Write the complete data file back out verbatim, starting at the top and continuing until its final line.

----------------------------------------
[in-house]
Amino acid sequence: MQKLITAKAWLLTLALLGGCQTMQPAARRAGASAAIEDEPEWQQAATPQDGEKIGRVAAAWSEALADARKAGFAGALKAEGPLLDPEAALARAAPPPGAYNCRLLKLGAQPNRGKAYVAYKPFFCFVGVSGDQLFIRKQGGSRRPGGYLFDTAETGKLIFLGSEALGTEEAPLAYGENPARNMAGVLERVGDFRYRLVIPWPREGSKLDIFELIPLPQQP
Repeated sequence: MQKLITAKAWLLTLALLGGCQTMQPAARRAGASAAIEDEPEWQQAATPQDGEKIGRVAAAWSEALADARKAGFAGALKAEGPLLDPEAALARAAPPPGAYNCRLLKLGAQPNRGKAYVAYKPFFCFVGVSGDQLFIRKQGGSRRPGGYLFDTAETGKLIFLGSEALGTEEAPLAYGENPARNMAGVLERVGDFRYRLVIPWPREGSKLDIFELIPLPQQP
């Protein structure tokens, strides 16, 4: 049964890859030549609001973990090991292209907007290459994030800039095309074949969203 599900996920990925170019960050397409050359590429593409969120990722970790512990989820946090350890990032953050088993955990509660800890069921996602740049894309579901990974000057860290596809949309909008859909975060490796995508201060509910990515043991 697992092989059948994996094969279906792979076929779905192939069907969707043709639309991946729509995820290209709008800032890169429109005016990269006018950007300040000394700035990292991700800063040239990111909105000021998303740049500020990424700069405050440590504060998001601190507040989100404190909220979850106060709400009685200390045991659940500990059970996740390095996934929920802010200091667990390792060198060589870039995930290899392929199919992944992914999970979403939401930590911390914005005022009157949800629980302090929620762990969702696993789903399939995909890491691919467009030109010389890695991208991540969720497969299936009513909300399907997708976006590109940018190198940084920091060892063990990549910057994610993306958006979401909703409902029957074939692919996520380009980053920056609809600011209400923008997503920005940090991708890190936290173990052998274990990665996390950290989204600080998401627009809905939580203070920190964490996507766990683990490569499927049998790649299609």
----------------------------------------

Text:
[in-house]
Amino acid sequence: MQKLITAKAWLLTLALLGGCQTMQPAARRAGASAAIEDEPEWQQAATPQDGEKIGRVAAAWSEALADARKAGFAGALKAEGPLLDPEAALARAAPPPGAYNCRLLKLGAQPNRGKAYVAYKPFFCFVGVSGDQLFIRKQGGSRRPGGYLFDTAETGKLIFLGSEALGTEEAPLAYGENPARNMAGVLERVGDFRYRLVIPWPREGSKLDIFELIPLPQQP
Repeated sequence: MQKLITAKAWLLTLALLGGCQTMQPAARRAGASAAIEDEPEWQQAATPQDGEKIGRVAAAWSEALADARKAGFAGALKAEGPLLDPEAALARAAPPPGAYNCRLLKLGAQPNRGKAYVAYKPFFCFVGVSGDQLFIRKQGGSRRPGGYLFDTAETGKLIFLGSEALGTEEAPLAYGENPARNMAGVLERVGDFRYRLVIPWPREGSKLDIFELIPLPQQP
């Protein structure tokens, strides 16, 4: 049964890859030549609001973990090991292209907007290459994030800039095309074949969203 599900996920990925170019960050397409050359590429593409969120990722970790512990989820946090350890990032953050088993955990509660800890069921996602740049894309579901990974000057860290596809949309909008859909975060490796995508201060509910990515043991 697992092989059948994996094969279906792979076929779905192939069907969707043709639309991946729509995820290209709008800032890169429109005016990269006018950007300040000394700035990292991700800063040239990111909105000021998303740049500020990424700069405050440590504060998001601190507040989100404190909220979850106060709400009685200390045991659940500990059970996740390095996934929920802010200091667990390792060198060589870039995930290899392929199919992944992914999970979403939401930590911390914005005022009157949800629980302090929620762990969702696993789903399939995909890491691919467009030109010389890695991208991540969720497969299936009513909300399907997708976006590109940018190198940084920091060892063990990549910057994610993306958006979401909703409902029957074939692919996520380009980053920056609809600011209400923008997503920005940090991708890190936290173990052998274990990665996390950290989204600080998401627009809905939580203070920190964490996507766990683990490569499927049998790649299609």